According to Theophrastus, silphium closely resembled ferula, a group of plants today known as ‘giant fennel. Indeed, there’s a resemblance between modern giant fennels and crude illustrations of silphium that have survived on some Cyrene coins.
The stems were roasted, the roots eaten with vinegar, while the precious sap of silphium, known as laser, was grated over foods. Laser quickly became the most expensive and sought-after condiment in the ancient world.
Anecdotic reports from the ancient world suggest that silphium resin was used to treat coughs, sore throat, indigestion, sore throat, warts, and even snake bites and epilepsy. Pliny writes that even bites from feral dogs could be treated by simply rubbing the affected area with the wonder plant, a panacea for every conceivable ailment. Well almost, as Pliny also cautions never to apply silphium to a tooth cavity.
But most important of all, silphium resin was cherished as the perfect love potion due to its aphrodisiac and birth control combo. Roman bard Catullus alludes to these properties in one of his love poems, writing in a line that he would share as many kisses with his beloved “as the number of Libyan sands that lie in silphium-bearing Cyrene.”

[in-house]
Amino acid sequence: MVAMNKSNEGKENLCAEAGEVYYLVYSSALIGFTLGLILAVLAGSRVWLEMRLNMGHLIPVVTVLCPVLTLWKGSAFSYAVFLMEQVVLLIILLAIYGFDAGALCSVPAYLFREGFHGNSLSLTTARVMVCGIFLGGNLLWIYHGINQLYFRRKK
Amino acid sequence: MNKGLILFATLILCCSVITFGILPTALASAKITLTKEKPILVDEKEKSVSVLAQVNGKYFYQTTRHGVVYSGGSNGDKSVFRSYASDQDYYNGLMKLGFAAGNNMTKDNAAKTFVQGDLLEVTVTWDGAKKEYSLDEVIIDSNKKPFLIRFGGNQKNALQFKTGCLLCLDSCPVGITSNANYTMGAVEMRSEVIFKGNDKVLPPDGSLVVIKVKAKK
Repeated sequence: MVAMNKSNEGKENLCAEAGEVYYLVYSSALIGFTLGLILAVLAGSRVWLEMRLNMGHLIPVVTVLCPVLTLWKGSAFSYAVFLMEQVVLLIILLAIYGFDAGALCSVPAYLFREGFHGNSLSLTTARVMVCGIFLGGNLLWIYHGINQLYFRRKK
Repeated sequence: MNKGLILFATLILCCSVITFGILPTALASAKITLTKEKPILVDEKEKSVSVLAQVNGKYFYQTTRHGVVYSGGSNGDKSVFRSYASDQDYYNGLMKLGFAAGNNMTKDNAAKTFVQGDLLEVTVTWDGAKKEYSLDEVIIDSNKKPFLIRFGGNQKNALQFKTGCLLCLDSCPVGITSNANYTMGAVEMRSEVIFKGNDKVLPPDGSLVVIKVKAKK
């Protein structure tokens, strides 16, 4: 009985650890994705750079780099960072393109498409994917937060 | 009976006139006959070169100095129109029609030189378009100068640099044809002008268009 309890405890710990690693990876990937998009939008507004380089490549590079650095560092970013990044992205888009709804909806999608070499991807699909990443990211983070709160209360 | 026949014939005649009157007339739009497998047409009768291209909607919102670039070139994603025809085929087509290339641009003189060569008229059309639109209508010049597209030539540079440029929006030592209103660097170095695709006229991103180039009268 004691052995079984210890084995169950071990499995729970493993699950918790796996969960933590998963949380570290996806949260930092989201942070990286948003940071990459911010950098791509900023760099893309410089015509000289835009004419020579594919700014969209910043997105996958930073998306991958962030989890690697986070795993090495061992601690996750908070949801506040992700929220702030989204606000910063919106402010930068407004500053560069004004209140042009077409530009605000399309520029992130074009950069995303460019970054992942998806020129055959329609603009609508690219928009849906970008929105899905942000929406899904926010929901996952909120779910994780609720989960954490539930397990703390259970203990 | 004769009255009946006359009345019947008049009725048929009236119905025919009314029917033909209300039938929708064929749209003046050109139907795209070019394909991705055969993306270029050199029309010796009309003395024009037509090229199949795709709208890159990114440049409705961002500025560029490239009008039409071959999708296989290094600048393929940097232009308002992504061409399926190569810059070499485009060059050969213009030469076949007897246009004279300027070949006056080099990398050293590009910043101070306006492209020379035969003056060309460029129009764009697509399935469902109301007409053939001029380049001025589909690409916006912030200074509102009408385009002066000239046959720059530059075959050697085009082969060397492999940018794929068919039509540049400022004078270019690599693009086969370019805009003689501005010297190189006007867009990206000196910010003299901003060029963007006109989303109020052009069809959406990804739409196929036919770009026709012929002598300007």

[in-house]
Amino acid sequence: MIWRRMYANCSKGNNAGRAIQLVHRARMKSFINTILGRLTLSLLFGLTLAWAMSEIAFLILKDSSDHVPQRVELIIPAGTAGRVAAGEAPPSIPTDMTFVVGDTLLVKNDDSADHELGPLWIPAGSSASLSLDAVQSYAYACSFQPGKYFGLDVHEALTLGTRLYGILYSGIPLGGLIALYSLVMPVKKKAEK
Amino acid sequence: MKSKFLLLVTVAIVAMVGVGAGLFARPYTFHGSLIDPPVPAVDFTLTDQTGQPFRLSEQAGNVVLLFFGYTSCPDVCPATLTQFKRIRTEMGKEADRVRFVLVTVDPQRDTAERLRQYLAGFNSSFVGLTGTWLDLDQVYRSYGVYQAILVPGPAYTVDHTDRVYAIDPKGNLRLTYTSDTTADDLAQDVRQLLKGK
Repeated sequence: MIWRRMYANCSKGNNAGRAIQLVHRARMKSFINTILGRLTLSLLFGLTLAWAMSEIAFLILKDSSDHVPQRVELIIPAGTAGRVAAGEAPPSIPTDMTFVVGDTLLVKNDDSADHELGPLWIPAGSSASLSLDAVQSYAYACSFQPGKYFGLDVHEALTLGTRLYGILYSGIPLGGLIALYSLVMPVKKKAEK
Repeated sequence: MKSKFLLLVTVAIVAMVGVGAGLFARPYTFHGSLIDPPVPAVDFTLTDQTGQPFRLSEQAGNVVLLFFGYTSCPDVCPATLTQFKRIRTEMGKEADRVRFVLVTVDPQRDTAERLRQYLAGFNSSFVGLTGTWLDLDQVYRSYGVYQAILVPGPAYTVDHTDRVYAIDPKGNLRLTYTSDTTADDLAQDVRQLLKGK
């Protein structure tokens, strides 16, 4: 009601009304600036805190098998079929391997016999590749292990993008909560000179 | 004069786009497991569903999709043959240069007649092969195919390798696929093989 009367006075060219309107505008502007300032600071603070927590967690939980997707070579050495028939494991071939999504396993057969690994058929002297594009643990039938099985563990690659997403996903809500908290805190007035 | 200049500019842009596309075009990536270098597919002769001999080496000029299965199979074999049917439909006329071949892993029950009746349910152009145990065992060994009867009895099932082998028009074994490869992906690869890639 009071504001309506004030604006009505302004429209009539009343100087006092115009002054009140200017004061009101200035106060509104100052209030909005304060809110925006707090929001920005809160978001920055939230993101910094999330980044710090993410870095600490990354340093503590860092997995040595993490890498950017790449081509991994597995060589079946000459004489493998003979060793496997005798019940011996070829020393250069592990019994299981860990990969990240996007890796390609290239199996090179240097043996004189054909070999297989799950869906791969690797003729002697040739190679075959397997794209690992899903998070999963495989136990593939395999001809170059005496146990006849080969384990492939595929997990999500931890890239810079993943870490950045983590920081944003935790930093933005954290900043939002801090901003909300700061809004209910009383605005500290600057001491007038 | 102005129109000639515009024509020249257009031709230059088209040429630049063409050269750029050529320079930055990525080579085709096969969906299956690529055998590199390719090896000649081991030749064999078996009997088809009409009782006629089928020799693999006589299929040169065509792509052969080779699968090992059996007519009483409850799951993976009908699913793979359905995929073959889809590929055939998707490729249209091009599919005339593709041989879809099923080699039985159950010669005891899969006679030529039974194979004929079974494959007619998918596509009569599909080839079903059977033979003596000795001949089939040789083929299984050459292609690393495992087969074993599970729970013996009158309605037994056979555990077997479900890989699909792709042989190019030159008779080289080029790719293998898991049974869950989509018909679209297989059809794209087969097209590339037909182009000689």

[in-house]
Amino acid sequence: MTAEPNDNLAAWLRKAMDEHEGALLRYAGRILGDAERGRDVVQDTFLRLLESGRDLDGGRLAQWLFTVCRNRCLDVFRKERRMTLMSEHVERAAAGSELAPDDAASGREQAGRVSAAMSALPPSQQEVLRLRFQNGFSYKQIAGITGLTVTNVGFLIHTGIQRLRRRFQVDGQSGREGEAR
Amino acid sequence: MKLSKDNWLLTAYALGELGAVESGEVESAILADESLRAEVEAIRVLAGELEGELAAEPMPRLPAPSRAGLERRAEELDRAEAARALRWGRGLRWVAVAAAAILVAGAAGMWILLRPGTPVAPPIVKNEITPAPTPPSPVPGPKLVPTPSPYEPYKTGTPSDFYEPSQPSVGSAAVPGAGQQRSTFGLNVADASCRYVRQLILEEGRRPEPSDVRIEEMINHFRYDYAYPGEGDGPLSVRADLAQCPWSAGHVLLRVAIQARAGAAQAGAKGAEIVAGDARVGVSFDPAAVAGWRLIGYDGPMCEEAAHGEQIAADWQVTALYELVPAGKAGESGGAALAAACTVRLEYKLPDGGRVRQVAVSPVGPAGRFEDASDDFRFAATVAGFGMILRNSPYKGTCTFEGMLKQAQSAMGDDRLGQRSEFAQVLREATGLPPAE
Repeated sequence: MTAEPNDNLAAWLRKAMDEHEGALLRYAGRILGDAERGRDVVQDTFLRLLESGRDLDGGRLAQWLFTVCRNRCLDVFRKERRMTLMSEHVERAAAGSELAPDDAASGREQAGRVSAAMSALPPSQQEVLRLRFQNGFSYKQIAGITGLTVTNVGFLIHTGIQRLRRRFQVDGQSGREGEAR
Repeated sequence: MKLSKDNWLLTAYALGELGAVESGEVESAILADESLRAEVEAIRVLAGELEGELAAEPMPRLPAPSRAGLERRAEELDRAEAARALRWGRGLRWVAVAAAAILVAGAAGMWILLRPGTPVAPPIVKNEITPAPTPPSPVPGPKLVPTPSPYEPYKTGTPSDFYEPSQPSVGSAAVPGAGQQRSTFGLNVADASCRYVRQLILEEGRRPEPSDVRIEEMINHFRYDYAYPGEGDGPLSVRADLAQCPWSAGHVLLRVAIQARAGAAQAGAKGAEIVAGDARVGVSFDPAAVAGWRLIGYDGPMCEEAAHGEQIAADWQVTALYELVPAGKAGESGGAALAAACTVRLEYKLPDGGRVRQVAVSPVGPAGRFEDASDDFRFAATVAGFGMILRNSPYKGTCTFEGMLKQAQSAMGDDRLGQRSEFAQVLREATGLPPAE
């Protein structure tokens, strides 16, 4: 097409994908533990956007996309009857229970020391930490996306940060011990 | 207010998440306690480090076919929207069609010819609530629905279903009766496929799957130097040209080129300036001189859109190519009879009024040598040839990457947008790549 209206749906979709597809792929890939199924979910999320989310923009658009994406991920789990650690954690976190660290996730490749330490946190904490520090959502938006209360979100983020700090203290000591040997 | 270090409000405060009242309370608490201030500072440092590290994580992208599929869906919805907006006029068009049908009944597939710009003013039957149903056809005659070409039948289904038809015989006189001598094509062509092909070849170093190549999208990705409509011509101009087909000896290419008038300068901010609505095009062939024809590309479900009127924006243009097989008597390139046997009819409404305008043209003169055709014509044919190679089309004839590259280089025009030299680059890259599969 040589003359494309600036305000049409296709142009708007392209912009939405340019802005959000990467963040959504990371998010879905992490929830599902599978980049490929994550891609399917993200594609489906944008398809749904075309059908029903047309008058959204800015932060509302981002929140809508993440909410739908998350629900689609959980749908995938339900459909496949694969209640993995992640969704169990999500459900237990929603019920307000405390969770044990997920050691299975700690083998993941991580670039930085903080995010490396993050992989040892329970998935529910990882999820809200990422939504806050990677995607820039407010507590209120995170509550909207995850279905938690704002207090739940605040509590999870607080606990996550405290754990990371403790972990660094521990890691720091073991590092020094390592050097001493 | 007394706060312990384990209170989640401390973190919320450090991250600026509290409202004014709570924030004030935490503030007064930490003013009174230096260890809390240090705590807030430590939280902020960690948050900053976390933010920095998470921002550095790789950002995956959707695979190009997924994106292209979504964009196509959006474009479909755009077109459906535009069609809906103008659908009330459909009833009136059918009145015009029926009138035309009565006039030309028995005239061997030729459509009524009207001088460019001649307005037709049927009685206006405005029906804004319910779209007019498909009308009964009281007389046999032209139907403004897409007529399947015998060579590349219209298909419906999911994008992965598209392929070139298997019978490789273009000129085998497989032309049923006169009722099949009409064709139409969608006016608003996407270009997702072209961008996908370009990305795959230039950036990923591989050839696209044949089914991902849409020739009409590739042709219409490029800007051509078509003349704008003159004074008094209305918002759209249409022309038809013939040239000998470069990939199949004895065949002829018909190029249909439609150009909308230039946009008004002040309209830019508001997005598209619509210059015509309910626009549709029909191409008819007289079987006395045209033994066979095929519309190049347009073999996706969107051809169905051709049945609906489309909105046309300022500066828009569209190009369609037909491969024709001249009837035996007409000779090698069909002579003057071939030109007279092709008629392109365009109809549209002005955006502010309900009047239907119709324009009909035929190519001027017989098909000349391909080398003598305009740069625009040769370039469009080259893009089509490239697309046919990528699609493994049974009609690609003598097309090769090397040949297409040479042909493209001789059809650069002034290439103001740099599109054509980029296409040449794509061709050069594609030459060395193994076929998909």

Soranus, the foremost Roman gynecologist of his time, wrote in surviving text that women looking to prevent conception or “destroy any already existing” should take a chick-pea-sized dose of silphium. Besides this oral contraception method, Soranus also lists an alternative method that involves inserting a tuft of wool soaked in silphium juice into the vagina. These descriptions are striking because they seem to document the very first effective birth control.
The love plant that may have given us the ‘I heart you’ symbol